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Ain’t Too Proud: The Life and Times of the Temptations
When: Sept. 12-17, 7:30 p.m.
Where: Queen Elizabeth Theatre, 630 Hamilton St., Vancouver
To be a hit, a jukebox musical needs hits. That alone would be enough to justify Ain’t Too Proud: The Life and Times of the Temptations.
From 1964’s Meet the Temptations through 1974’s A Song For You, the Motown vocal quintet featuring Otis Williams, Melvin Franklin, Paul Williams, Eddie Kendricks and David Ruffin enjoyed four Billboard Hot 100 No. 1 hits and a whopping 14 R&C chart No. 1 singles. All told, the band’s career includes 42 top 10s.
The Temptations were the first Motown artists to score a Grammy Award, for Cloud Nine in 1969.
In 2014, the group received a Lifetime Achievement Award. Founding member Dr. Otis Williams continues to lead a lineup of the group in 2023.
The story of how five distinctive talents came together to become one of the most successful all-Black vocal groups of the 1960s, forms the backbone of Ain’t Too Proud: The Live and Times of the Temptations. With a book by acclaimed playwright Dominique Morisseau, the musical had its debut at Broadway’s Imperial Theatre in March 2019. It premiered in 2017 at the Berkeley Repertory Theatre in California.
Charting the group’s journey from Detroit to the Rock & Roll Hall of Fame, the musical is centred around the five singers. Other key figures in the band’s history who appear in the play include Motown founder and CEO Barry Gordy, to music legends Smokey Robinson, Diana Ross and others.
All told, there are about 31 songs over the two-act production.
Elijah Ahmad Lewis, also known as EAL, performs the role of group member Ruffin. The lead singer of many of the band’s biggest hits would wind up having a tumultuous relationship with band members, Motown and fans. His story is one of the most varied of the group.
Ahmad Lewis says one of the biggest surprises taking on the role of Ruffin was the choreography. Toronto’s Sergio Trujillo won the 2019 Tony Award for best choreography for his work on the show. This was the first time a Latino artist received this particular Tony.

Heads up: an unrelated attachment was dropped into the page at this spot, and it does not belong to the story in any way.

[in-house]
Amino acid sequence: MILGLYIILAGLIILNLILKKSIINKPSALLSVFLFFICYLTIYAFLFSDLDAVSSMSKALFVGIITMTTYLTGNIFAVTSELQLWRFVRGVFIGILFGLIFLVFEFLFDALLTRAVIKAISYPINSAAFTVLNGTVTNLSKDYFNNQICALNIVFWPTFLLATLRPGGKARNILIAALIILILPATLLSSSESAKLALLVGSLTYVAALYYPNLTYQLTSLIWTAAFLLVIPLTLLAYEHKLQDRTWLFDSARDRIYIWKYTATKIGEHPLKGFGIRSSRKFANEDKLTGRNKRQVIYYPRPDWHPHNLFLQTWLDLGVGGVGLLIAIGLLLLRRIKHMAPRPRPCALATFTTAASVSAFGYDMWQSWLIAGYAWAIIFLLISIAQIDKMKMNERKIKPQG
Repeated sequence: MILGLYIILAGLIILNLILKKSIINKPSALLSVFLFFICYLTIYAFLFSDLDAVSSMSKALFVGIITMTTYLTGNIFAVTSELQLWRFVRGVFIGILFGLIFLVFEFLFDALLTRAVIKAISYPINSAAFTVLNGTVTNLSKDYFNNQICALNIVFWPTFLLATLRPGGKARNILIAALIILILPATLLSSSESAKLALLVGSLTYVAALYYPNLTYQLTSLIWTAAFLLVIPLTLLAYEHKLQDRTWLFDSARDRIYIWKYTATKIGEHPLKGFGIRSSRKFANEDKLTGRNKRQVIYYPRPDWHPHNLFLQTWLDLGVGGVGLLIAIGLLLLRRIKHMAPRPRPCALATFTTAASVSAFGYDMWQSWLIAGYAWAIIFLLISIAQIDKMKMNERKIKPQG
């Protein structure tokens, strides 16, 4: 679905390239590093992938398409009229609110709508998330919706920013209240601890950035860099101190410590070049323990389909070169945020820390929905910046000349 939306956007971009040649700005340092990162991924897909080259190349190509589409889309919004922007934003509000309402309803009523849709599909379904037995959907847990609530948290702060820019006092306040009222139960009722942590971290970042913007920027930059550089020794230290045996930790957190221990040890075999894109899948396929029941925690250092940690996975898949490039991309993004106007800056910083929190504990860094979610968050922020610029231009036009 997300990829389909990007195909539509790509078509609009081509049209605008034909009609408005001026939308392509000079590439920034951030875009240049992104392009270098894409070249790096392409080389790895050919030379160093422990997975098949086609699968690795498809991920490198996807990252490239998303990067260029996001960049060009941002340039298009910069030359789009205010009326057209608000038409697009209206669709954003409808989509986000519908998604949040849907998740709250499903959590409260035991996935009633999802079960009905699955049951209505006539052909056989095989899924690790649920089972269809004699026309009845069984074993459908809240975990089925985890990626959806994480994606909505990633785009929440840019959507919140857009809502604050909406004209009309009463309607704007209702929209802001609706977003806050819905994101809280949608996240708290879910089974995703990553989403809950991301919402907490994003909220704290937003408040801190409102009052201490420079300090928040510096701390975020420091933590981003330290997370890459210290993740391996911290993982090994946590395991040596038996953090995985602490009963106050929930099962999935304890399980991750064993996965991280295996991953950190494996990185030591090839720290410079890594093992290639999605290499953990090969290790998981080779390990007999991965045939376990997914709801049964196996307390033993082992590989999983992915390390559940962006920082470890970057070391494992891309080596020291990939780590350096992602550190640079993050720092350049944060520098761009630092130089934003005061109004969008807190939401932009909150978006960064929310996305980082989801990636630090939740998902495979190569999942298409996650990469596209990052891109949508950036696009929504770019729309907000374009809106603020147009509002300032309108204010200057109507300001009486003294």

“Making sure that your stamina was up for the choreography was the biggest challenge taking on the role,” he said. “Because the Temptations’ dance moves were not at all easy, and that’s why Sergio won a Tony for it. That they were doing all that dancing and singing night after night is all the more impressive.”
As most of the actors are independent artists in their own right, coming around to the singing came far more easily.
The material is somewhat universal to generations of listeners. Noting the realities of being on tour means different climates, venue acoustics and so forth, he says keeping it consistent is key. Nothing less than spot-on renditions will do.
“There are certain things about the Temptations that are iconic and we keep those upfront,” he said. “In 2023, there will be differences from recordings that were made in the ’60s. But we stick to the original style.”
Having played almost every character in the show as well as a number of other Motown legends in Motown: The Musical, Ahmad Lewis has a solid handle on the catalogue. He has gained a lot of insight into Motown’s incredible achievements.
“The unique thing about the label was that each artist was completely different in their own way, from Jackie Wilson and Stevie Wonder to David Ruffin and others,” he said. “Barry Gordy discovered them and then turned them into superstars without making them be different from who they were as people, and that becomes the source material for so many interesting stories. Gordy’s saying was, ‘The truth is a hit,’ and he managed to allow artists to deliver their artistry while also being in their truth.”
This formula is what makes Motown music “oven” rather than “microwave” to Ahmad Lewis.
“So much contemporary music is so fabricated that it’s just push-button or what I call ‘microwave music,’ ” he said. “Whereas Motown material is ‘oven music,’ which means you plan for it to stick and stay. And that has certainly been proven by the enduring life of these songs.”
Being able to hear the stories of how things were directly from Williams, who played a major role in developing the musical, gave the actors a great deal more depth of understanding of their characters.
“It’s quite amazing to hear him talk about how they go to where they were,” said Ahmad Lewis. “It’s kind of a real American story of a bunch of guys from Detroit who made it. Holding on to your calling and sticking to it, during segregation, racism and all the challenges means you can’t be too proud, and that’s the name of the story.”
Having previously worked with everyone from Madonna and Ariana Grande to Chance the Rapper and with a 14-year recording career under the name Elijah Ahmad Lewis, rebranding as EAL is the next step in this artist’s career. He and his band, the 360Crew, continue to play live and record whenever possible. The most recent single is titled BET.
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